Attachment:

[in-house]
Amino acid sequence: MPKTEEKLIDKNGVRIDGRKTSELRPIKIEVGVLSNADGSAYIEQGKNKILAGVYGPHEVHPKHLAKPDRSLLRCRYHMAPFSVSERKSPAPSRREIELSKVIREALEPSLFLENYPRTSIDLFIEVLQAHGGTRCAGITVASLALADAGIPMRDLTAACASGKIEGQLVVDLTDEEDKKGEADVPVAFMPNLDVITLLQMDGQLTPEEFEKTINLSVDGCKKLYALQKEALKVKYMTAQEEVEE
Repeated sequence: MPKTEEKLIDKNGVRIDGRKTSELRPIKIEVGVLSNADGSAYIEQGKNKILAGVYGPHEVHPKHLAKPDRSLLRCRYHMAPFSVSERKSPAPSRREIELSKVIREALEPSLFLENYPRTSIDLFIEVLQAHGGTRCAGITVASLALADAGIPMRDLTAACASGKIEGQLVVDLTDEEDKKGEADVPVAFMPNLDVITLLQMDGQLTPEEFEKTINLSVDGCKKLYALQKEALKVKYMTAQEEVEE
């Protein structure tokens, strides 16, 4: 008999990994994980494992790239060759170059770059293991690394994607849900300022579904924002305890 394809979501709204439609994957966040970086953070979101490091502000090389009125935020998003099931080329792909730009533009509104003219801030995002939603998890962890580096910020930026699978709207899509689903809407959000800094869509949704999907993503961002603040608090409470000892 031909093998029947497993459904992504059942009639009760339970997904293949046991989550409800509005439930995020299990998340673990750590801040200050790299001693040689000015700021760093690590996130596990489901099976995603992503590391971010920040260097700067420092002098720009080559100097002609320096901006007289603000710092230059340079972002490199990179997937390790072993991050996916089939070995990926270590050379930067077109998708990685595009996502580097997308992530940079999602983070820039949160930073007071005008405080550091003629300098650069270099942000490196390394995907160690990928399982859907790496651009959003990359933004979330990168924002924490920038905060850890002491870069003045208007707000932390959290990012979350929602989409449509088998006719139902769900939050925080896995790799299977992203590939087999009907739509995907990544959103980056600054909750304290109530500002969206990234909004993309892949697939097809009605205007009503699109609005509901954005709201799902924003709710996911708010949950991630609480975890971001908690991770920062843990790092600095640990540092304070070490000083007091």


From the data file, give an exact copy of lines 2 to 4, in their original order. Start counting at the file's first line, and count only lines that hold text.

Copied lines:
Amino acid sequence: MPKTEEKLIDKNGVRIDGRKTSELRPIKIEVGVLSNADGSAYIEQGKNKILAGVYGPHEVHPKHLAKPDRSLLRCRYHMAPFSVSERKSPAPSRREIELSKVIREALEPSLFLENYPRTSIDLFIEVLQAHGGTRCAGITVASLALADAGIPMRDLTAACASGKIEGQLVVDLTDEEDKKGEADVPVAFMPNLDVITLLQMDGQLTPEEFEKTINLSVDGCKKLYALQKEALKVKYMTAQEEVEE
Repeated sequence: MPKTEEKLIDKNGVRIDGRKTSELRPIKIEVGVLSNADGSAYIEQGKNKILAGVYGPHEVHPKHLAKPDRSLLRCRYHMAPFSVSERKSPAPSRREIELSKVIREALEPSLFLENYPRTSIDLFIEVLQAHGGTRCAGITVASLALADAGIPMRDLTAACASGKIEGQLVVDLTDEEDKKGEADVPVAFMPNLDVITLLQMDGQLTPEEFEKTINLSVDGCKKLYALQKEALKVKYMTAQEEVEE
């Protein structure tokens, strides 16, 4: 008999990994994980494992790239060759170059770059293991690394994607849900300022579904924002305890 394809979501709204439609994957966040970086953070979101490091502000090389009125935020998003099931080329792909730009533009509104003219801030995002939603998890962890580096910020930026699978709207899509689903809407959000800094869509949704999907993503961002603040608090409470000892 031909093998029947497993459904992504059942009639009760339970997904293949046991989550409800509005439930995020299990998340673990750590801040200050790299001693040689000015700021760093690590996130596990489901099976995603992503590391971010920040260097700067420092002098720009080559100097002609320096901006007289603000710092230059340079972002490199990179997937390790072993991050996916089939070995990926270590050379930067077109998708990685595009996502580097997308992530940079999602983070820039949160930073007071005008405080550091003629300098650069270099942000490196390394995907160690990928399982859907790496651009959003990359933004979330990168924002924490920038905060850890002491870069003045208007707000932390959290990012979350929602989409449509088998006719139902769900939050925080896995790799299977992203590939087999009907739509995907990544959103980056600054909750304290109530500002969206990234909004993309892949697939097809009605205007009503699109609005509901954005709201799902924003709710996911708010949950991630609480975890971001908690991770920062843990790092600095640990540092304070070490000083007091």